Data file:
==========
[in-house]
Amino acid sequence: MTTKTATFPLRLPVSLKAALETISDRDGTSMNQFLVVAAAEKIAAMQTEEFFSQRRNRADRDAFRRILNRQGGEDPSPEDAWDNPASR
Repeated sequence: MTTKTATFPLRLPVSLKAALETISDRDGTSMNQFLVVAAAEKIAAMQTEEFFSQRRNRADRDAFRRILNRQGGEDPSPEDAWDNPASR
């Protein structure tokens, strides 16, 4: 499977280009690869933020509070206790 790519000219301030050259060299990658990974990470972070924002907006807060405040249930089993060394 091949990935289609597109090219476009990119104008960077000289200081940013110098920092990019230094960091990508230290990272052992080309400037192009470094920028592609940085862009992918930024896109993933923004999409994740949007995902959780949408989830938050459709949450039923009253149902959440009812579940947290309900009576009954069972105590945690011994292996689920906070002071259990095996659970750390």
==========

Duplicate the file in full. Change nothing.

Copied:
[in-house]
Amino acid sequence: MTTKTATFPLRLPVSLKAALETISDRDGTSMNQFLVVAAAEKIAAMQTEEFFSQRRNRADRDAFRRILNRQGGEDPSPEDAWDNPASR
Repeated sequence: MTTKTATFPLRLPVSLKAALETISDRDGTSMNQFLVVAAAEKIAAMQTEEFFSQRRNRADRDAFRRILNRQGGEDPSPEDAWDNPASR
């Protein structure tokens, strides 16, 4: 499977280009690869933020509070206790 790519000219301030050259060299990658990974990470972070924002907006807060405040249930089993060394 091949990935289609597109090219476009990119104008960077000289200081940013110098920092990019230094960091990508230290990272052992080309400037192009470094920028592609940085862009992918930024896109993933923004999409994740949007995902959780949408989830938050459709949450039923009253149902959440009812579940947290309900009576009954069972105590945690011994292996689920906070002071259990095996659970750390």